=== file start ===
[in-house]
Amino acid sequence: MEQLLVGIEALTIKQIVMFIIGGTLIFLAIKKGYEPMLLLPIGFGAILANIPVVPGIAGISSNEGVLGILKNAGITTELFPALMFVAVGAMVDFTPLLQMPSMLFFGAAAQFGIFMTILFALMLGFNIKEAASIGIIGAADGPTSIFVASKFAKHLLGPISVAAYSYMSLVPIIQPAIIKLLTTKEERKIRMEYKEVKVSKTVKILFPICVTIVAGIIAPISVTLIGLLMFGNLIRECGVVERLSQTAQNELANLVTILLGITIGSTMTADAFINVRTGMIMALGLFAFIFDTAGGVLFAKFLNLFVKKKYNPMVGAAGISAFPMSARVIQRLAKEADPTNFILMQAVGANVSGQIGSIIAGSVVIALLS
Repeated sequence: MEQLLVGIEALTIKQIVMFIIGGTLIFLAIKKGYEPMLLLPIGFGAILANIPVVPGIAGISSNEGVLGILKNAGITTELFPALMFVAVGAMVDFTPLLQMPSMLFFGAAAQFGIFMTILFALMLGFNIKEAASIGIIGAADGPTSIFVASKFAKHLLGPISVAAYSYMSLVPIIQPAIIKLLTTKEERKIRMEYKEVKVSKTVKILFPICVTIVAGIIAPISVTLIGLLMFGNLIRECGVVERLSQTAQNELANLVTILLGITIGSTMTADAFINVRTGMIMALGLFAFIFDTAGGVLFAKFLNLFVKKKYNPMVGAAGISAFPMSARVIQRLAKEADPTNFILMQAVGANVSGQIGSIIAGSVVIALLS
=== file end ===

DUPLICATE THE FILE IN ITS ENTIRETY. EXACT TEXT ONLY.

[in-house]
Amino acid sequence: MEQLLVGIEALTIKQIVMFIIGGTLIFLAIKKGYEPMLLLPIGFGAILANIPVVPGIAGISSNEGVLGILKNAGITTELFPALMFVAVGAMVDFTPLLQMPSMLFFGAAAQFGIFMTILFALMLGFNIKEAASIGIIGAADGPTSIFVASKFAKHLLGPISVAAYSYMSLVPIIQPAIIKLLTTKEERKIRMEYKEVKVSKTVKILFPICVTIVAGIIAPISVTLIGLLMFGNLIRECGVVERLSQTAQNELANLVTILLGITIGSTMTADAFINVRTGMIMALGLFAFIFDTAGGVLFAKFLNLFVKKKYNPMVGAAGISAFPMSARVIQRLAKEADPTNFILMQAVGANVSGQIGSIIAGSVVIALLS
Repeated sequence: MEQLLVGIEALTIKQIVMFIIGGTLIFLAIKKGYEPMLLLPIGFGAILANIPVVPGIAGISSNEGVLGILKNAGITTELFPALMFVAVGAMVDFTPLLQMPSMLFFGAAAQFGIFMTILFALMLGFNIKEAASIGIIGAADGPTSIFVASKFAKHLLGPISVAAYSYMSLVPIIQPAIIKLLTTKEERKIRMEYKEVKVSKTVKILFPICVTIVAGIIAPISVTLIGLLMFGNLIRECGVVERLSQTAQNELANLVTILLGITIGSTMTADAFINVRTGMIMALGLFAFIFDTAGGVLFAKFLNLFVKKKYNPMVGAAGISAFPMSARVIQRLAKEADPTNFILMQAVGANVSGQIGSIIAGSVVIALLS